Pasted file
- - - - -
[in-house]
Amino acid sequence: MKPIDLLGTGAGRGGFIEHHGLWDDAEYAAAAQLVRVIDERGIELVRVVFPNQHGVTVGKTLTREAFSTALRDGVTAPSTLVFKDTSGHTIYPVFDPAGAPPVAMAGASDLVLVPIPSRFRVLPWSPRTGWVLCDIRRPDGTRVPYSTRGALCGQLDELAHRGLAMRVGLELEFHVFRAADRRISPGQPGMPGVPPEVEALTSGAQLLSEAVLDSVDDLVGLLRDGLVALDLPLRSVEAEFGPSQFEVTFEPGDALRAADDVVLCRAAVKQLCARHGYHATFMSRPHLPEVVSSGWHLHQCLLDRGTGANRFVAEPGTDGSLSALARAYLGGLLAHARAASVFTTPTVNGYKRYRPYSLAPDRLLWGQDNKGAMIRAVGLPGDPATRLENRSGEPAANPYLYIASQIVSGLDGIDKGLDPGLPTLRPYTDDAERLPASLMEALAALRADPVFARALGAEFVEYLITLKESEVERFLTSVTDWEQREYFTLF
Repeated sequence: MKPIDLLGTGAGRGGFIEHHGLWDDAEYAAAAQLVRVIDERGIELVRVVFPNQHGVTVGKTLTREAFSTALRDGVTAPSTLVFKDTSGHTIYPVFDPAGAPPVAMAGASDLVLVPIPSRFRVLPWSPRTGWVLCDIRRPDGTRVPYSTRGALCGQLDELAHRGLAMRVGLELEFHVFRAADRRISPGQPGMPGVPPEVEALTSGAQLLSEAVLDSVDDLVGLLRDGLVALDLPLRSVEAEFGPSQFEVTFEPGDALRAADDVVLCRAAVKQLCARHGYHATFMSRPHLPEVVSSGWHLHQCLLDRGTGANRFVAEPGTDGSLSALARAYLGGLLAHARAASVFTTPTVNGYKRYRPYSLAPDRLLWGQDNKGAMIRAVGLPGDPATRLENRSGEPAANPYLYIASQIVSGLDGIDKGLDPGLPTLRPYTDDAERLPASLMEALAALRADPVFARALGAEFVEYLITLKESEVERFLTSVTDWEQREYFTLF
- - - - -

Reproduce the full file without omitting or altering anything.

[in-house]
Amino acid sequence: MKPIDLLGTGAGRGGFIEHHGLWDDAEYAAAAQLVRVIDERGIELVRVVFPNQHGVTVGKTLTREAFSTALRDGVTAPSTLVFKDTSGHTIYPVFDPAGAPPVAMAGASDLVLVPIPSRFRVLPWSPRTGWVLCDIRRPDGTRVPYSTRGALCGQLDELAHRGLAMRVGLELEFHVFRAADRRISPGQPGMPGVPPEVEALTSGAQLLSEAVLDSVDDLVGLLRDGLVALDLPLRSVEAEFGPSQFEVTFEPGDALRAADDVVLCRAAVKQLCARHGYHATFMSRPHLPEVVSSGWHLHQCLLDRGTGANRFVAEPGTDGSLSALARAYLGGLLAHARAASVFTTPTVNGYKRYRPYSLAPDRLLWGQDNKGAMIRAVGLPGDPATRLENRSGEPAANPYLYIASQIVSGLDGIDKGLDPGLPTLRPYTDDAERLPASLMEALAALRADPVFARALGAEFVEYLITLKESEVERFLTSVTDWEQREYFTLF
Repeated sequence: MKPIDLLGTGAGRGGFIEHHGLWDDAEYAAAAQLVRVIDERGIELVRVVFPNQHGVTVGKTLTREAFSTALRDGVTAPSTLVFKDTSGHTIYPVFDPAGAPPVAMAGASDLVLVPIPSRFRVLPWSPRTGWVLCDIRRPDGTRVPYSTRGALCGQLDELAHRGLAMRVGLELEFHVFRAADRRISPGQPGMPGVPPEVEALTSGAQLLSEAVLDSVDDLVGLLRDGLVALDLPLRSVEAEFGPSQFEVTFEPGDALRAADDVVLCRAAVKQLCARHGYHATFMSRPHLPEVVSSGWHLHQCLLDRGTGANRFVAEPGTDGSLSALARAYLGGLLAHARAASVFTTPTVNGYKRYRPYSLAPDRLLWGQDNKGAMIRAVGLPGDPATRLENRSGEPAANPYLYIASQIVSGLDGIDKGLDPGLPTLRPYTDDAERLPASLMEALAALRADPVFARALGAEFVEYLITLKESEVERFLTSVTDWEQREYFTLF